Some responses to my recent column, “Who can solve the poverty problem” argued that only population control holds the key to the solution — in other words, prevent the poor from having more children. Liars and crooks in government are truly our scourge as a nation, but more baneful yet are those who can so readily rein in on the human right to procreate and bring forth life, as though prescribing an antibiotic to fight infectious bacteria.
Someone who arrogates a human being’s right to be born is like investing anew in Lucifer and giving the fallen angel a second crack at assaulting the gift and right of procreation. Adolf Hitler’s solution was a variant of this, it was called genocide.
Of all the wrong reasons used to support the idea of population control, the most fallacious of all is the claim that it solves the poverty problem. We may perhaps extend some consideration for population rationalization or management within the context of dispersing density in order to suit natural resources, food sources, social services and so forth.
With 12 million residents, Metro Manila is suitable only for a population of 6 to 7 million. Thus, it comes as no surprise that we have such problems with traffic, housing, transportation, social services and so forth. Population rationalization would mean encouraging Metro Manila residents to relocate to areas already enjoying economic prosperity.
In this case, the solution to population density was not to prescribe who should not be born. Rather, the right solution was crafted — to create more economic zones that will attract the surplus population.
However, population control that is aimed primarily at eradicating poverty calls for depriving those already deprived of education and opportunity of their right to procreate. In this context, population control becomes selectively biased towards those who have the means to have more children. Somehow, I think this is one twisted way of applying Hitler’s formula — you don’t have to gas them like Hitler did, just don’t allow them to procreate.
The issue is a moral and an ethical one. Nobody has the right to prescribe who has the right to life. Neither socio-economic stature nor educational attainment justifies one man to have the right to deprive another from the right to live or the right to be born.
We know that the moneyed elite, no more than 10% of our population, controls over 85% of the nation’s wealth and resources. Because of them, the great majority must endure being run by laws and policies that cater only to the rich and seeks only to preserve the unjust status quo. If there is one socio-economic class that ought to be depopulated, it must the cause of the problem and not the victims.
Even if we are successful in curbing our population by half — to say, 40 million, we will still be stuck with the same poverty problem. The situation will not change for as long as the mechanisms and dynamics of an oppressive system remain in place. We will still be running under the same equation of less than 10% holding over 85% of the whole wealth pie.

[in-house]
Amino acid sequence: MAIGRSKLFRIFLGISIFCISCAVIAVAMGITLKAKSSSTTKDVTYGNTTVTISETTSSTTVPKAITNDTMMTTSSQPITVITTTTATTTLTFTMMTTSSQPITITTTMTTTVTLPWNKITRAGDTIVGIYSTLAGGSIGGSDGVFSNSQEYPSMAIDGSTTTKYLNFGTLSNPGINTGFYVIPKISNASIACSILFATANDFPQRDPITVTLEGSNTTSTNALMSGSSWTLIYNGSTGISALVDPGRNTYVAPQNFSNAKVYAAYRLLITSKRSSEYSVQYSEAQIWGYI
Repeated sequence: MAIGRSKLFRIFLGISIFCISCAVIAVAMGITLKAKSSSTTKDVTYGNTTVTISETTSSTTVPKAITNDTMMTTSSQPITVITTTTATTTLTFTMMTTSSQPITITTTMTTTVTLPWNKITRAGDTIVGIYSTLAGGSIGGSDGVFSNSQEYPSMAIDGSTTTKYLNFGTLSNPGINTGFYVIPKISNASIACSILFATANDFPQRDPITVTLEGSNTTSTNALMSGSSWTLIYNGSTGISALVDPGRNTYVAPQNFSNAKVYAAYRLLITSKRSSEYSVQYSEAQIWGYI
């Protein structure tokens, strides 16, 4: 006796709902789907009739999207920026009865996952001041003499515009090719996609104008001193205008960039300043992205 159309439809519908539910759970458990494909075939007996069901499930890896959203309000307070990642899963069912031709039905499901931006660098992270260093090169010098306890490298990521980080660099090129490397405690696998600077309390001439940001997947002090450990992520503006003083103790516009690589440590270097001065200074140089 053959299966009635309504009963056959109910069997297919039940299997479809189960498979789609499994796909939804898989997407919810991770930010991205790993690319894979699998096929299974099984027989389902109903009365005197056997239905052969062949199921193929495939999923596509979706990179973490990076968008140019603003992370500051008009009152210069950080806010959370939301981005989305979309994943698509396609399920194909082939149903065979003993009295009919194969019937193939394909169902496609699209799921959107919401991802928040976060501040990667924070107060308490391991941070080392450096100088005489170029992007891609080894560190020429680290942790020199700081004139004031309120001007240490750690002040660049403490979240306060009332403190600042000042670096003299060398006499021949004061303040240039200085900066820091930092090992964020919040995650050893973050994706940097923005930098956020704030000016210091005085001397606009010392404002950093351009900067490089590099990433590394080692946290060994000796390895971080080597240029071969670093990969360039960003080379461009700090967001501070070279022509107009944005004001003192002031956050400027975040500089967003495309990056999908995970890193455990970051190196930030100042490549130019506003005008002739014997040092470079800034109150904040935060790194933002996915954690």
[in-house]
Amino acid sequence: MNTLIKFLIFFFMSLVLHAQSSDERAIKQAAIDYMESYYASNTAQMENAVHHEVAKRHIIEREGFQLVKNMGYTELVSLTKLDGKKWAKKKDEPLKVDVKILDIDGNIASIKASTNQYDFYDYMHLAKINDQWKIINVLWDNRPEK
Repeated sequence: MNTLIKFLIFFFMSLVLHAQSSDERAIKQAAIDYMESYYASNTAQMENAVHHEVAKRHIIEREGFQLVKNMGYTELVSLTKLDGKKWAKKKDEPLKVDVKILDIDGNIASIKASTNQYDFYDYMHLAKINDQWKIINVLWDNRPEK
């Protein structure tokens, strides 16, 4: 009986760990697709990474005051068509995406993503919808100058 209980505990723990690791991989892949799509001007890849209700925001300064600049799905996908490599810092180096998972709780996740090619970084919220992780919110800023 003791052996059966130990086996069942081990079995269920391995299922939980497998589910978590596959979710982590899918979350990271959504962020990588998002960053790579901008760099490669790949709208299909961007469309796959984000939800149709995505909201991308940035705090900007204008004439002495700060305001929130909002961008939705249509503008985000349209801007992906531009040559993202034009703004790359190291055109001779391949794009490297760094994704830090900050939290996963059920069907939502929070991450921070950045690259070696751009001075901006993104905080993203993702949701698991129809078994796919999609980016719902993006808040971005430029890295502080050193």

Mahatma Gandhi had the appropriate words for it: “The world has enough for every man’s needs but not enough for every man’s greed.”
Greed pushes people to want more than they need. Theoretically, left unrestrained, 84 million Filipinos will want P100 million delivered in their bank accounts, despite knowing that the economy cannot possibly produce that amount.
But if we did not have this system that concentrates the bulk of our national wealth to no more than 10% of Filipinos, then it is more realistic to aspire for an economy where each and every Filipino shall have at least P240,000 a year for every family’s needs.
The best example that disproves this population control fallacy is Japan. Japan has a population of over 125 million and has very little natural resources compared to the Philippines. And yet, Japan’s solidly middle class and egalitarian society has not known the kind of poverty incidence we have. East Timor on the other hand has a much smaller population compared to ours. But I don’t think a poor Filipino would want to relocate there.
What many fail to recognize is that the wealth gap is created by three other gaps — the information, education and opportunity gaps. Many Filipinos are poor because of the effects of these three other gaps. Information and education form the even more basic values gap which I often discuss in this column.
All these gaps underscore the lopsided distribution of wealth and resources and so solving the problem has nothing to do with population control but enforcing a more equitable socio-economic system.
Following the logic of population control advocates, if there were no jobs overseas, our overseas foreign workers (OFWs) should not have been given the right to life. But we know now that such is outrageously fallacious. In fact, it is owing to OFW remittances that our economy is afloat today despite the control of oligarchs.
Clearly, population size is not what causes poverty. A big productive population is what makes a superpower. A big underproductive population is what makes us a basket case of a country.
It’s high time we Filipinos look at the real issues and reasons for the many problems we have. Unless we can do that, we do not stand a good chance of arriving at the right solutions.